BREAK-and-enter offences and harassment, threatening behaviour and private nuisance are the top priorities for Tamworth’s Crime Prevention Working Group over the next four years.
A draft four-year crime prevention working group plan was presented to Tuesday night’s council meeting and formally adopted by councillors.
Yesterday it was placed on public exhibition for comment from members of the public.
The top two priorities were identified after the group reviewed Bureau of Crime Statistics figures for the Tamworth local government area over the past 24 months.
The report presented to council showed break-and-enter offences in the region increased 41.6 per cent in the 24 months to September 2012, when compared to the rest of the state, where the number of offences remained stable.
While harassment, threatening behaviour and private nuisance offences were the fourth most frequent occurring offence in the BOCSAR figures, the report suggested the group felt the fact the number of offences placed in the category was increasing was a concern.
Crime Prevention Working Group chairman Cr Russell Webb said he felt it was likely the programs and projects implemented to address harassment offences would impact on the group’s other two target crime areas – malicious damage to property and non-domestic assaults.
He said for that reason the group had chosen to target harassment before property damage and non-domestic assaults.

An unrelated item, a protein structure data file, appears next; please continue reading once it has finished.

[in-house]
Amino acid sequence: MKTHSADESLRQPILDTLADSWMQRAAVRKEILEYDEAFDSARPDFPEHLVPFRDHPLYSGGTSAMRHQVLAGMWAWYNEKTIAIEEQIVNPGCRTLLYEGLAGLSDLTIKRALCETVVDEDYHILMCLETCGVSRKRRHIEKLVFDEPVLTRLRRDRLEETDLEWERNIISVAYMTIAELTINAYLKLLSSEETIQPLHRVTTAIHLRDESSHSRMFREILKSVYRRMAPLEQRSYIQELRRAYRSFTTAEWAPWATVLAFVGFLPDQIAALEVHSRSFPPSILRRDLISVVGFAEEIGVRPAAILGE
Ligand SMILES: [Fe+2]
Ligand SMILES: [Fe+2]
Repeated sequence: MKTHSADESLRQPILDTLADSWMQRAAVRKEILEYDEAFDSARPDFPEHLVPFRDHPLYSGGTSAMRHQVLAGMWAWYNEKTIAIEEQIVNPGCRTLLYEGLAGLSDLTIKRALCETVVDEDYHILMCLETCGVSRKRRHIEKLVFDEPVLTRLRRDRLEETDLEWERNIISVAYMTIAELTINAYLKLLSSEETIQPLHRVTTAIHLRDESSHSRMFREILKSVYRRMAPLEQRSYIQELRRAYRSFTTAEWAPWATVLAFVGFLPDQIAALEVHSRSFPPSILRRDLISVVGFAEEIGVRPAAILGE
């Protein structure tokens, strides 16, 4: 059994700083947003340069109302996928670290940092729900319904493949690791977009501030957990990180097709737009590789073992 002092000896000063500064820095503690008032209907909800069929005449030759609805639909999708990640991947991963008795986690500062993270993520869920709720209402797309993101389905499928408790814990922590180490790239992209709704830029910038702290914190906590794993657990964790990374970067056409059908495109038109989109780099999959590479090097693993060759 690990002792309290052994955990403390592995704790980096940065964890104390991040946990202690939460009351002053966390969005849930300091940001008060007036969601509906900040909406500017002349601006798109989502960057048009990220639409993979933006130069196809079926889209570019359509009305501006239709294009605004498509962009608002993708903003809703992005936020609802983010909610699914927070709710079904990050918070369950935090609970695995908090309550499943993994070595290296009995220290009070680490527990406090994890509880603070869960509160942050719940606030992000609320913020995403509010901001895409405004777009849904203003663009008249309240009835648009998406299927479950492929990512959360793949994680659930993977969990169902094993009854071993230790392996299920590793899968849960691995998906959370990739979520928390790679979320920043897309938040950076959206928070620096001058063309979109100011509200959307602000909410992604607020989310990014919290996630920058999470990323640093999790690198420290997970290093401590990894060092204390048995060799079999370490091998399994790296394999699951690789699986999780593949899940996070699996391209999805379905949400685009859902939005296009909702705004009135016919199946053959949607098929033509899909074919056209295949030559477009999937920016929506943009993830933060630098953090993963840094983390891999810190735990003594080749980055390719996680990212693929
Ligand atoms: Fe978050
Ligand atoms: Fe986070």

“Obviously our programs and projects will not be confined to the areas in the plan,” Cr Webb said.
“But they do give us a good template that works in line with what the Attorney-General’s Department expects and that in turn will enable us to seek appropriate state funding for the strategies we want to implement.”
Councillors Phil Betts and Juanita Wilson, who are also part of the group, expressed their support of the plan.
Cr Betts said the plan wasn’t the be all and end all, but it would put the group in a good place to push their agenda and toughen their stance in certain areas of crime.
Cr Wilson said she hoped now the plan was there for everyone to see that people would be willing to think outside the box.
“I think there also needs to be a message there that if you offend and then re-offend, you will be held to account,” she said.
To try and help drive down break-and-enter offences, the group has suggested working with police, Housing NSW, Homes North and other service organisations to reduce the opportunity for crimes to occur.
Tamworth Regional Council, Joblink Plus, Juvenile Justice, police, the PCYC, representatives from the Education Department, Hunter New England Health and numerous other organisations would be approached to help reduce harassment and threatening behaviours.
A 13-step action plan has been devised outlining how the group hopes to achieve its goals between now and 2016.
The plan is on exhibition at Ray Walsh House for public comment until April 12.